Researchers find spaceflight may be associated with DNA mutations, increased risk of heart disease and cancer
Astronauts are at higher risk for developing mutations—possibly linked to spaceflight—that can increase the risk of developing cancer and heart disease during their lifetimes, according to a first-of-its kind study from the Icahn School of Medicine at Mount Sinai.
A team of researchers collected blood samples from National Aeronautics and Space Administration (NASA) astronauts who flew space shuttle missions between 1998 and 2001. They discovered DNA mutations, known as somatic mutations, in the blood-forming system (hematopoietic stem cells) in all 14 astronauts studied.
Their findings, published in the August issue of Communications Biology, suggest that spaceflight could be associated with these mutations and emphasize the importance of ongoing blood screening of astronauts throughout their careers and during their retirement to monitor their health.
Somatic mutations are mutations that occur after a person is conceived and in cells other than sperm or egg cells, meaning they cannot be passed on to offspring. The mutations identified in this study were characterized by the overrepresentation of blood cells derived from a single clone, a process called clonal hematopoiesis (CH).
Such mutations are frequently caused by environmental factors, such as exposure to ultraviolet radiation or certain chemicals, and may be a result of cancer chemo- or radiotherapy. There are few signs or symptoms associated with CH; most patients are identified after genetic testing of their blood for other diseases. Although CH is not necessarily an indicator of disease, it is associated with a higher risk for cardiovascular disease and blood cancer.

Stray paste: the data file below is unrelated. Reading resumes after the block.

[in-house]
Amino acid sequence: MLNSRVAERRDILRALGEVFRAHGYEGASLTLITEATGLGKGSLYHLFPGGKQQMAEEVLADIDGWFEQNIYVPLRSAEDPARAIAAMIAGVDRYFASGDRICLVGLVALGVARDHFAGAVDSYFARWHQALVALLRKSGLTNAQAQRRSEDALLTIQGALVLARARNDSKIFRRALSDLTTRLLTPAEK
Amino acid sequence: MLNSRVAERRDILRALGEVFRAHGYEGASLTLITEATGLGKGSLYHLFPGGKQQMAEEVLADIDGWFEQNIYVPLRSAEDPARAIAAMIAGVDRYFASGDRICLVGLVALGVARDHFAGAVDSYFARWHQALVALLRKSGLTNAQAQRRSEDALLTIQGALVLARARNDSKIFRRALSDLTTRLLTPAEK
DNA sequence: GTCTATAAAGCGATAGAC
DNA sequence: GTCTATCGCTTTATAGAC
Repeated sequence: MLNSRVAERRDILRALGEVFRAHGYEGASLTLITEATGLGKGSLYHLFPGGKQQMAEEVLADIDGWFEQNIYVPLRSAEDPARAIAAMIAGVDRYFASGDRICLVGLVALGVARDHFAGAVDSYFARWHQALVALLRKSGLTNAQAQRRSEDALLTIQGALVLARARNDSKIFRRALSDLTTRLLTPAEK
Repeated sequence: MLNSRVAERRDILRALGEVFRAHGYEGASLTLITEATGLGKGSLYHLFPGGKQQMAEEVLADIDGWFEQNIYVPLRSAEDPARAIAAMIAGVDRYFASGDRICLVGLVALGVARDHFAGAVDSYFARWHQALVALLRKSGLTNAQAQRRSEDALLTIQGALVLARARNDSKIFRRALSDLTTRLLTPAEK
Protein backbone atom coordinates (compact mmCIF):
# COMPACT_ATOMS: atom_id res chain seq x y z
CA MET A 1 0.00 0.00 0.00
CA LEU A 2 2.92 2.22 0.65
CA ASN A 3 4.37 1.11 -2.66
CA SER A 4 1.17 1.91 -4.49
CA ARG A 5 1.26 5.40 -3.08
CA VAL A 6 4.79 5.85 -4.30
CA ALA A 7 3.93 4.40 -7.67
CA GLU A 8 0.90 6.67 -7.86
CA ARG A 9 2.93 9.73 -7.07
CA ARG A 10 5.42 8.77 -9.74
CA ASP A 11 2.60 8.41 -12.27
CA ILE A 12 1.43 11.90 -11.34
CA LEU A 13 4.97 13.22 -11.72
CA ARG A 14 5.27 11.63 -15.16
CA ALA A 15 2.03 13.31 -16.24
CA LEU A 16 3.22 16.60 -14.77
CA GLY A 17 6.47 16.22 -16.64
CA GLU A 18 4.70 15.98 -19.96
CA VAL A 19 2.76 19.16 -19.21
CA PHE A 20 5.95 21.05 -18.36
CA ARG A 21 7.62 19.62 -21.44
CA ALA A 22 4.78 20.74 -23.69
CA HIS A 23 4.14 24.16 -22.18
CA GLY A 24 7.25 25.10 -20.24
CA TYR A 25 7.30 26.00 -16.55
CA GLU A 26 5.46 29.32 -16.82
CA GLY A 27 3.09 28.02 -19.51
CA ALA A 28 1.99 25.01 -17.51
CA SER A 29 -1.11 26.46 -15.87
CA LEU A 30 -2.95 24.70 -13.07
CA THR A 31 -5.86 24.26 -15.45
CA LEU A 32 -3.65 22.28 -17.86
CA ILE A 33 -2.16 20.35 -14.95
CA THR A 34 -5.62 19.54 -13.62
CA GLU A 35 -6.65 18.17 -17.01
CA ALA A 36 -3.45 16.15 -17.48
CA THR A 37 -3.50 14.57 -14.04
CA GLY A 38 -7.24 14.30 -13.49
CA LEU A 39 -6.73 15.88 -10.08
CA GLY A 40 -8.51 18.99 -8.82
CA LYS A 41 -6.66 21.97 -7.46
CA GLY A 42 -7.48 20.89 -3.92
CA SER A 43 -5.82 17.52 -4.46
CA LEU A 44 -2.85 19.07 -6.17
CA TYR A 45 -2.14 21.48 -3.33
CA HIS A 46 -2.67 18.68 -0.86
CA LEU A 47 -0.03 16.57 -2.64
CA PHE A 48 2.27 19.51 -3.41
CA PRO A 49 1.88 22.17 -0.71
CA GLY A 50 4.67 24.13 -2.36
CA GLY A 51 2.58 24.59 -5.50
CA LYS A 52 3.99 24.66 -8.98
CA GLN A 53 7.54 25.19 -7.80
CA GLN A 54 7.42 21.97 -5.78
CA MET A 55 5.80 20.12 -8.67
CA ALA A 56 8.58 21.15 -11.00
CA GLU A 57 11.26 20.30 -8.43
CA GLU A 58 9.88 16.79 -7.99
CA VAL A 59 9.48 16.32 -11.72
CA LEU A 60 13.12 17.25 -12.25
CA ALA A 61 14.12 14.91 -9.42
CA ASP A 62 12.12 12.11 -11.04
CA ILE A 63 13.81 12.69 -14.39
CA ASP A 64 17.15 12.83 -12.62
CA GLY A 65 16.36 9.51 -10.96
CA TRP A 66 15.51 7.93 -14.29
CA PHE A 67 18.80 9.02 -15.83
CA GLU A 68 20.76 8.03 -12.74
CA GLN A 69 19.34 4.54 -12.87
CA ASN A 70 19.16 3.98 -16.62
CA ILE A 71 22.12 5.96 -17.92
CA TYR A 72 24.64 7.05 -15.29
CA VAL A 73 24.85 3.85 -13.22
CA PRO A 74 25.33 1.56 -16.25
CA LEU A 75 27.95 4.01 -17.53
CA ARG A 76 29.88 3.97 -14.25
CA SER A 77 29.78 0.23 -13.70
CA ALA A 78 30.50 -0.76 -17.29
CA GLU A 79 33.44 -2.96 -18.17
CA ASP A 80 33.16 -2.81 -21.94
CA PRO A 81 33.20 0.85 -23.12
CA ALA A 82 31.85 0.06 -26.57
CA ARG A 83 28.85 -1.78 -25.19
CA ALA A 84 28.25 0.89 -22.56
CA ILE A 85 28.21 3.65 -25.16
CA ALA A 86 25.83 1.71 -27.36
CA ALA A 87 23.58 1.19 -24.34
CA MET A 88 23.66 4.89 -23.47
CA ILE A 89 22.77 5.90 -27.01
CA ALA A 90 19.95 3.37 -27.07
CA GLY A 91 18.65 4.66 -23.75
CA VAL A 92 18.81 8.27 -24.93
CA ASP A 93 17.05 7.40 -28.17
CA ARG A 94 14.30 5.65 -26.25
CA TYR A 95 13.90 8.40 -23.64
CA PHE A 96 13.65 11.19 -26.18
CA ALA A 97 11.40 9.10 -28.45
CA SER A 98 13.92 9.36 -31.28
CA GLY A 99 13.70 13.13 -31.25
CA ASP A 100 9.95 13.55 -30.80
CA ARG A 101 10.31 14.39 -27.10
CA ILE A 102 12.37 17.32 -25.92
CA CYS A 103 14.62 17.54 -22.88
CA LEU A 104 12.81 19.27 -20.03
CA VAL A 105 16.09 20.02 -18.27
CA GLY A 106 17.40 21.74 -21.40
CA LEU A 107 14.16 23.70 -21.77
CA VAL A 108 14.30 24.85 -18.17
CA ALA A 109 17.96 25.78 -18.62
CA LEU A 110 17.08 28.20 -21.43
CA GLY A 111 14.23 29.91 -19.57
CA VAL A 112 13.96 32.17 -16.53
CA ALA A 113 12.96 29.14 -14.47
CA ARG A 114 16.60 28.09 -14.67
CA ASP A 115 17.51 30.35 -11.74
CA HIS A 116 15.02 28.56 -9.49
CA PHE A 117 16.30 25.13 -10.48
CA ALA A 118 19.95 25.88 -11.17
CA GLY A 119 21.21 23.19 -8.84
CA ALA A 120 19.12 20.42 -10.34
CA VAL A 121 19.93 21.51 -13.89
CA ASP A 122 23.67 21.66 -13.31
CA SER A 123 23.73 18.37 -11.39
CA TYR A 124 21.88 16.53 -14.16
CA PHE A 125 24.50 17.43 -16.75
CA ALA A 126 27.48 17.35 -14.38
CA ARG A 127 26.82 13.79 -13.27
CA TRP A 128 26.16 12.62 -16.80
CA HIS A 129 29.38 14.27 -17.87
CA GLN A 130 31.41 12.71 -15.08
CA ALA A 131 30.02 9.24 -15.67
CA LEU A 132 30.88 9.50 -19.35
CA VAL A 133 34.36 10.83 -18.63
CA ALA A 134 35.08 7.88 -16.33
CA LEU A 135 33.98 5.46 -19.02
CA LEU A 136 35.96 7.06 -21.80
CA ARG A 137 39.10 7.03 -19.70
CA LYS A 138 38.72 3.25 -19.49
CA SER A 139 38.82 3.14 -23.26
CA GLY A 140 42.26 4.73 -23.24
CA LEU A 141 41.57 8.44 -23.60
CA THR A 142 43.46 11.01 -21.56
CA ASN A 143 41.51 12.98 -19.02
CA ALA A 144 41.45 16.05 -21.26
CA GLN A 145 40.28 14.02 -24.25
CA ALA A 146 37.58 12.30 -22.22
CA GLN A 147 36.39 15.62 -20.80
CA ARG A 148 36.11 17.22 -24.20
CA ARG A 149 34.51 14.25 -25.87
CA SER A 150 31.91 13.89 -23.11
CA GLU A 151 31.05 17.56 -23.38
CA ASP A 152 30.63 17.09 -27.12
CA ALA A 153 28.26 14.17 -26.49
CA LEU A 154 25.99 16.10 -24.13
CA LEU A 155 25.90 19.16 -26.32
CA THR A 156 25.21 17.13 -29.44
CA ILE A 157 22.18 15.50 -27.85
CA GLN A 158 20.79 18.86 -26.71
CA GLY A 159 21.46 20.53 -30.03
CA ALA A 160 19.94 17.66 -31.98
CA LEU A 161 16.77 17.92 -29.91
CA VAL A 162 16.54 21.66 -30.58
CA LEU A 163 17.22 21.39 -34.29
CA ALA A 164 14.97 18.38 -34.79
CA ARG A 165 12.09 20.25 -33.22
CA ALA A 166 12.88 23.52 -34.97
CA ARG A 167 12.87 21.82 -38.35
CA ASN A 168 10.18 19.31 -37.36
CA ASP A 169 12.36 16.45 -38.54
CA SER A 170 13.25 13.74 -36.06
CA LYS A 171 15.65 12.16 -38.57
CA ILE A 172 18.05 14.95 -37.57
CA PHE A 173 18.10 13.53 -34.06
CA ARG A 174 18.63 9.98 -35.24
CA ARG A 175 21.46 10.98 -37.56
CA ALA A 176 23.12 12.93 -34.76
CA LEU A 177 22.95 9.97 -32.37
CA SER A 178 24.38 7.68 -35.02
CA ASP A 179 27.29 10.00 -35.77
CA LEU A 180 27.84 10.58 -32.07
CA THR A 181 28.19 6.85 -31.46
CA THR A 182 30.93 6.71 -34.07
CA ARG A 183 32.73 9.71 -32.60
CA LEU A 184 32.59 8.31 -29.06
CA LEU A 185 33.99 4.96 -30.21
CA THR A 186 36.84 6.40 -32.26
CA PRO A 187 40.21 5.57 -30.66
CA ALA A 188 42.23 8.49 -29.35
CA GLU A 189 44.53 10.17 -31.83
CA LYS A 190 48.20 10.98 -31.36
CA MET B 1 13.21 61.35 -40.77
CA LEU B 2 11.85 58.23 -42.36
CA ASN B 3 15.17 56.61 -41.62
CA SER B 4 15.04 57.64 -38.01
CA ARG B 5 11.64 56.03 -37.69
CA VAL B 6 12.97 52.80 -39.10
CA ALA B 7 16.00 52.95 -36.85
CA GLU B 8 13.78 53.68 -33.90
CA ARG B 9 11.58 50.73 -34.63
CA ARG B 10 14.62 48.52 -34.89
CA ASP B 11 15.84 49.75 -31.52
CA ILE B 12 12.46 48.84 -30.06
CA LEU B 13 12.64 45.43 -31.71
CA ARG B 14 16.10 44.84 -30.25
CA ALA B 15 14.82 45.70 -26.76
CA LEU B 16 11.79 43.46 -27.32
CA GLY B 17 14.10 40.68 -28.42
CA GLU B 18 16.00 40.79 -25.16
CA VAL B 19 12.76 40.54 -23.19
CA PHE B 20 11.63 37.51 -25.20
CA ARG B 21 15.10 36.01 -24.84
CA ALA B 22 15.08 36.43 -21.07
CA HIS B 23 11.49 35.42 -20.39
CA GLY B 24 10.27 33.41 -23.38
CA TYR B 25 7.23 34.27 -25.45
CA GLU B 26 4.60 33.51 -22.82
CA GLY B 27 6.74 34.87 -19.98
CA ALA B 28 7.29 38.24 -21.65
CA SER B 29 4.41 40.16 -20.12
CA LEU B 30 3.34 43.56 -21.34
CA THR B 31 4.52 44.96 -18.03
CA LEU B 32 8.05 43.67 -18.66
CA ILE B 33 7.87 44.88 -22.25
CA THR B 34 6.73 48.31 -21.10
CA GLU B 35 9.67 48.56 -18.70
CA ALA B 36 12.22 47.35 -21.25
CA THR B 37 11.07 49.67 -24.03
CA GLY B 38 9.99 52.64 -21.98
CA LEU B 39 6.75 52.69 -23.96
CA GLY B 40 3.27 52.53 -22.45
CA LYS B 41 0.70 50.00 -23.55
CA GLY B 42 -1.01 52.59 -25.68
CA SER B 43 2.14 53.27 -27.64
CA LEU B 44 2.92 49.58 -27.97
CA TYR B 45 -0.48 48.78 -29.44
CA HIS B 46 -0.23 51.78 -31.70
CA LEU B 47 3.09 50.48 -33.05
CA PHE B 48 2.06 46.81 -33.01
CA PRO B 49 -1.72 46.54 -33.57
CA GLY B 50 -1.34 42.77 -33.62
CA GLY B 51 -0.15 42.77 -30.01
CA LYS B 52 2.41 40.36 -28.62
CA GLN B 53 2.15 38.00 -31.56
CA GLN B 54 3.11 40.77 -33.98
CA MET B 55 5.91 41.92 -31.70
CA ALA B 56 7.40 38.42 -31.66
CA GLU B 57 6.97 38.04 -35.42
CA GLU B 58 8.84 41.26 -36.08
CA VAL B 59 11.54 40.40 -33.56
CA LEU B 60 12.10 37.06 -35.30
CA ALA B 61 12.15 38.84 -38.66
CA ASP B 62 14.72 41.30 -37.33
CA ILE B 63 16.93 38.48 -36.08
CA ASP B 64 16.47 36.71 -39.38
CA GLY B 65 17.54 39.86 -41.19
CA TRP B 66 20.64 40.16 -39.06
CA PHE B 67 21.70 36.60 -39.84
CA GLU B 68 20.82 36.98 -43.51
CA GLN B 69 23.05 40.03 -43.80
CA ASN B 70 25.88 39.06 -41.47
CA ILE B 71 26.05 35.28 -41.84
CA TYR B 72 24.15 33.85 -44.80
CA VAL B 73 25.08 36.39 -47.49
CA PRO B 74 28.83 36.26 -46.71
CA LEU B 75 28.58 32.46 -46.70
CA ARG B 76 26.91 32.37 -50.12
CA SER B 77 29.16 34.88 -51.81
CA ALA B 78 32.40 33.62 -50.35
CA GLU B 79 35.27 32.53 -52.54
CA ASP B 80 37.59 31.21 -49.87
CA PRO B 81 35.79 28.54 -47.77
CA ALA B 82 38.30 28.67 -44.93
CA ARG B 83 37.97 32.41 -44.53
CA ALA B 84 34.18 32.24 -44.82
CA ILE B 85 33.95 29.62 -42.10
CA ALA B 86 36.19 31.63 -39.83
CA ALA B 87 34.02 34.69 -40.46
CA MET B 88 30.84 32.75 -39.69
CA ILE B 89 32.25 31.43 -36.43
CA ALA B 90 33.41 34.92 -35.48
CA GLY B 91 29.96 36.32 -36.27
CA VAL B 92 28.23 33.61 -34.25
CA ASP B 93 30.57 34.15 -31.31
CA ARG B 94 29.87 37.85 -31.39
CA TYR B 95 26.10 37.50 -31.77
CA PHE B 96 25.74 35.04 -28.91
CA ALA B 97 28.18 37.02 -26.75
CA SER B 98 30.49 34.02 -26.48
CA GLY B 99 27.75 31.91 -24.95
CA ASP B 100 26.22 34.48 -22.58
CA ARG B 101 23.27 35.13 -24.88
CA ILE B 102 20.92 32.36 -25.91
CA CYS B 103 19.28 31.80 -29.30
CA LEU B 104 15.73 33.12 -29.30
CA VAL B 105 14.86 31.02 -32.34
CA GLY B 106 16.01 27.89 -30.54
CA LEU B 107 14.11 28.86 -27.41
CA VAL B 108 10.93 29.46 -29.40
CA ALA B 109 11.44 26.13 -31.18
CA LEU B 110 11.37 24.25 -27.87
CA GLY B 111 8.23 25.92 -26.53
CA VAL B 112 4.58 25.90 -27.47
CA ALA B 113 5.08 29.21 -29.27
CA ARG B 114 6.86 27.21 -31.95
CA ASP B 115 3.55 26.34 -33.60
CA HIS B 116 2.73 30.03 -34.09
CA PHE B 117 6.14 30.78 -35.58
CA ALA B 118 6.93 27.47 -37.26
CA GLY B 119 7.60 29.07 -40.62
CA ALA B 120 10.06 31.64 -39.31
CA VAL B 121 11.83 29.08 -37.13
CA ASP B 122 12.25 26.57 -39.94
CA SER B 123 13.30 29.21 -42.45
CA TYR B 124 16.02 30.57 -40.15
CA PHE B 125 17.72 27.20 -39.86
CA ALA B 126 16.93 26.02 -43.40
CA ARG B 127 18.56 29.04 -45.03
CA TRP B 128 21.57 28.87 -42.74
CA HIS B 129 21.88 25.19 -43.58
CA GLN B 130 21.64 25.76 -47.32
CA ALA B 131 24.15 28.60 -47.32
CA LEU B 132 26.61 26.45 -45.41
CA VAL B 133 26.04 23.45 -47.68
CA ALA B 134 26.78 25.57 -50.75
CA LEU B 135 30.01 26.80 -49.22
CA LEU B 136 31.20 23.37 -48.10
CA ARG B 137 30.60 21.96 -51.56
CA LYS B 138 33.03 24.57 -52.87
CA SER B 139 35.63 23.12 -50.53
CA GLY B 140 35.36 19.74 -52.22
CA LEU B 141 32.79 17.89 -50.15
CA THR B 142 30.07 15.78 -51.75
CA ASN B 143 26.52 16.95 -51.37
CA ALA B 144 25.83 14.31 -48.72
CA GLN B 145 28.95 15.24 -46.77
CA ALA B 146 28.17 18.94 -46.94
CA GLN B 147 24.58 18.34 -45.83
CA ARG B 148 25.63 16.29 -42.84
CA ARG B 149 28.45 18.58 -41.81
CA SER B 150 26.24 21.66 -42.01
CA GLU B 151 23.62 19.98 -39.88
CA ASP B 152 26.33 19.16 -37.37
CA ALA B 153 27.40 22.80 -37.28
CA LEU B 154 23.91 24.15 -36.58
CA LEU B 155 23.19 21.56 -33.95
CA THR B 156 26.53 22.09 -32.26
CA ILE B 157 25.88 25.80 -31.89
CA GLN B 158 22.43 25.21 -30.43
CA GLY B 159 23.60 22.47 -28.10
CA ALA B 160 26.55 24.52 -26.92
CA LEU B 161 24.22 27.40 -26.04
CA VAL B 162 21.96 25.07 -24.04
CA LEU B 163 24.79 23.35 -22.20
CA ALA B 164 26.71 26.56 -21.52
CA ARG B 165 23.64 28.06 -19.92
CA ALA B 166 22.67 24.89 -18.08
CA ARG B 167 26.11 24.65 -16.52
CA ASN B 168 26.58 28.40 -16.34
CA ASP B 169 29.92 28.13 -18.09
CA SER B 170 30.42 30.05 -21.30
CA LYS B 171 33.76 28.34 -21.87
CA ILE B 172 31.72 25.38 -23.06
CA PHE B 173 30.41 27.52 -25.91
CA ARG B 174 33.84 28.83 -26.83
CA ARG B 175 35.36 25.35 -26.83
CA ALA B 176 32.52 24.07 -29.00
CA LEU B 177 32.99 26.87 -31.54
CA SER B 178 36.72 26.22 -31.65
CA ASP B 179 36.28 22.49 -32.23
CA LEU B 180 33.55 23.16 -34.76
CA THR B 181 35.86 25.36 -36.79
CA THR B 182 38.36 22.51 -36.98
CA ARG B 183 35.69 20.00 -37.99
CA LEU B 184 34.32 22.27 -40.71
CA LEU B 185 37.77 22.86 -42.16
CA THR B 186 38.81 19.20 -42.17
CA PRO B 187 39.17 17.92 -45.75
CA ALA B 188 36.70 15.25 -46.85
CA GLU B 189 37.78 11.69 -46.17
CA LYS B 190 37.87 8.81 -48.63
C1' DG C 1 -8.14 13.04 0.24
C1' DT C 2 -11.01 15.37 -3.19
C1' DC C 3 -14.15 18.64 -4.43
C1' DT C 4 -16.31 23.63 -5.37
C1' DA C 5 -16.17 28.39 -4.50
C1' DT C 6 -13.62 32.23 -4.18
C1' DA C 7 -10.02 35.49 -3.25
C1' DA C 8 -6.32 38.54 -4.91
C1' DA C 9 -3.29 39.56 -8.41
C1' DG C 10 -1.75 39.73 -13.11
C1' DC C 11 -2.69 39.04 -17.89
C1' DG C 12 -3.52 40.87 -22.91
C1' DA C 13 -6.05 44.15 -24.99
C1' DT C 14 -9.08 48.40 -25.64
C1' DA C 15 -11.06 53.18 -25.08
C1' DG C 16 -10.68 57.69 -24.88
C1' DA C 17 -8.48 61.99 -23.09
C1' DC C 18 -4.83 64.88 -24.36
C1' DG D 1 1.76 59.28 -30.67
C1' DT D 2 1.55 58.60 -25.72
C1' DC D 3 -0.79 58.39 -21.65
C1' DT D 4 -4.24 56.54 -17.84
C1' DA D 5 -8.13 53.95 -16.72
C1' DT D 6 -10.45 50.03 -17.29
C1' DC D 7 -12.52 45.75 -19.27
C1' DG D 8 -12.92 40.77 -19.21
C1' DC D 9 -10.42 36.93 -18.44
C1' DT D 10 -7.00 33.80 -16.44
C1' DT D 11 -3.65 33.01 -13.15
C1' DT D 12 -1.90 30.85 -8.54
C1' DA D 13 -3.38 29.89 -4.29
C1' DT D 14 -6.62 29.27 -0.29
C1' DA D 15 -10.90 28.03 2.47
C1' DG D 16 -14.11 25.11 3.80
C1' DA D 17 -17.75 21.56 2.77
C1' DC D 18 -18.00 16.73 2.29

“Astronauts work in an extreme environment where many factors can result in somatic mutations, most importantly space radiation, which means there is a risk that these mutations could develop into clonal hematopoiesis. Given the growing interest in both commercial spaceflights and deep space exploration, and the potential health risks of exposure to various harmful factors that are associated with repeated or long-duration exploration space missions, such as a trip to Mars, we decided to explore, retrospectively, somatic mutation in the cohort of 14 astronauts,” said the study’s lead author David Goukassian, MD, Professor of Medicine (Cardiology) with the Cardiovascular Research Institute at Icahn Mount Sinai.
The study subjects were astronauts who flew relatively short (median 12 days) space shuttle missions between 1998 and 2001. Their median age was approximately 42 years old; roughly 85 percent were male, and six of the 14 were on their first mission. The researchers collected whole blood samples from the astronauts 10 days before their flight and on the day of landing, and white blood cells only three days after landing. The samples were stored at -80ºC for approximately 20 years.
Using DNA sequencing followed by extensive bioinformatics analyses, researchers identified 34 mutations in 17 CH-driver genes. The most frequent mutations occurred in TP53, a gene that produces a tumor-suppressing protein, and DNMT3A, one of the most frequently mutated genes in acute myeloid leukemia.
However, the frequency of the somatic mutations in the genes that the researchers assessed was less than two percent, the technical threshold for somatic mutations in hematopoietic stem cells to be considered clonal hematopoiesis of indeterminate potential (CHIP). CHIP is more common in older individuals and is associated with increased risk of developing cardiovascular disease and both hematologic and solid cancer.